The writing is good. This is not an awful book, although I will freely admit that the constant introspection from all characters began to grate. The ending seemed far-fetched to me, but perhaps those who like romance novels will appreciate it more.

Disclosure: My review copy was courtesy of Kensington via Netgalley.
http://www.shetreadssoftly.com/2018/07/as-wide-as-sky.html
https://www.goodreads.com/review/show/2469987350
https://www.librarything.com/work/21725853/book/158650550
https://www.facebook.com/shetreadssoftly/
https://twitter.com/SheTreadsSoftly/status/1022161998581248000
Amazon and Barnes&Noble after publication
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What if your son was responsible for a hideous crime? For the death of others?

The book opens with Amanda on the day that her son, Robbie has been killed by lethal injection. 

What makes a killer? Is Amanda responsible for Robbie's choices?

People do bad things every day, but who is to blame?

A really emotive and moving story about the power of love, loss and second chances. 

This story will stay with me for a long time.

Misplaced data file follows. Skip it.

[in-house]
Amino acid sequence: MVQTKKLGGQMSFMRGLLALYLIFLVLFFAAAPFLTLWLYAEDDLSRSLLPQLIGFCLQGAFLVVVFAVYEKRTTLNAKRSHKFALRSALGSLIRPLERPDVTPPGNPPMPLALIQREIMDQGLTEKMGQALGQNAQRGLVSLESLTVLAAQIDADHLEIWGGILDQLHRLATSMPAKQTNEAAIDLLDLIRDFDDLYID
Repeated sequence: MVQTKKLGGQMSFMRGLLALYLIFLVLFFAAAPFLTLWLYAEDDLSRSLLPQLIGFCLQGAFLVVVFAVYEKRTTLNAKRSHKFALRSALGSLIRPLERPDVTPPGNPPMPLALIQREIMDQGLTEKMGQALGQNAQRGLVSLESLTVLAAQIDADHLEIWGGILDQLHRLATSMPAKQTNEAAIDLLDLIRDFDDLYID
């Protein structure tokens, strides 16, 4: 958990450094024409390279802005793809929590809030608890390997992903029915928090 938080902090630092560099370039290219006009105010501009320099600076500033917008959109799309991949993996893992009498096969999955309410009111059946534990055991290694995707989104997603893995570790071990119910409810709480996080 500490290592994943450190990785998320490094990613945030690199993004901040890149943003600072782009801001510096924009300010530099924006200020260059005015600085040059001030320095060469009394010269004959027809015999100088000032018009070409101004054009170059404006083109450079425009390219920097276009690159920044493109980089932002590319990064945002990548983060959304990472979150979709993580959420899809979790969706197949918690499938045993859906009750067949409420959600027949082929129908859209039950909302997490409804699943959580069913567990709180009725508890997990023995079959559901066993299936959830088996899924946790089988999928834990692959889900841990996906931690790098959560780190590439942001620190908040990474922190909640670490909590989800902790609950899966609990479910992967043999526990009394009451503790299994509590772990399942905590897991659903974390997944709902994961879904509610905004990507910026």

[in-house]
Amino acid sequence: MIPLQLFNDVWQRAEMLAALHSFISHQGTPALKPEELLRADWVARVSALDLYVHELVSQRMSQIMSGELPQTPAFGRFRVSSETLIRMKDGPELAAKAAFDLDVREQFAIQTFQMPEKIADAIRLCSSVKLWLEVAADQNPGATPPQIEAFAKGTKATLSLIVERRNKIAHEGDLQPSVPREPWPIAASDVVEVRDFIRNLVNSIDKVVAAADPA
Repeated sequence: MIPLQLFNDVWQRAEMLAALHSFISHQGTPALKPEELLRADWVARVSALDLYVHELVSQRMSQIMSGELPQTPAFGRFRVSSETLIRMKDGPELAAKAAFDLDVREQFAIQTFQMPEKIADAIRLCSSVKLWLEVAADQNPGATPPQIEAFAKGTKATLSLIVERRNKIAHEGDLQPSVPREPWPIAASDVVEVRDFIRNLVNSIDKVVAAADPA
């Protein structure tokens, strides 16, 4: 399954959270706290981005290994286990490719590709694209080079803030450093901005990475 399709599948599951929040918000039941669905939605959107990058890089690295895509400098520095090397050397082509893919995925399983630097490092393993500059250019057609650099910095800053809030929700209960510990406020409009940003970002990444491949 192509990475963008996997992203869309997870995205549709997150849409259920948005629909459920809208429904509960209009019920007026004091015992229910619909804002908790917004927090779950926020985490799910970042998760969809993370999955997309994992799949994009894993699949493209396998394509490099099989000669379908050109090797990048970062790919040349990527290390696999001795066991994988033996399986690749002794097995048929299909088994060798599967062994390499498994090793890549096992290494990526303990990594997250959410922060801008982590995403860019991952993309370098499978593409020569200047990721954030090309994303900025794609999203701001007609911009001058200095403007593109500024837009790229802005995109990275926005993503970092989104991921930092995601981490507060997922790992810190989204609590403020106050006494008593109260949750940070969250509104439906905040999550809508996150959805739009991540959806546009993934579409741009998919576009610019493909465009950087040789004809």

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I received this ebook from NetGalley in exchange for an honest review.  Thank you NetGalley!  
I really didn't know what to expect from this book but the description intrigued me.  This was different than any book I have ever read and I really liked it.  I liked all of the differing points of view - at first I found it a little confusing that there were so many people involved but then I began to understand why the more I got into the book.  This is not one of those funny and lighthearted reads.  This is a very real and sometimes dark and emotional account of a very unfortunately incident that happened.  This story covers everything revolving that - how it affected people, the build up to the event, etc.  I definitely would recommend this one!!!!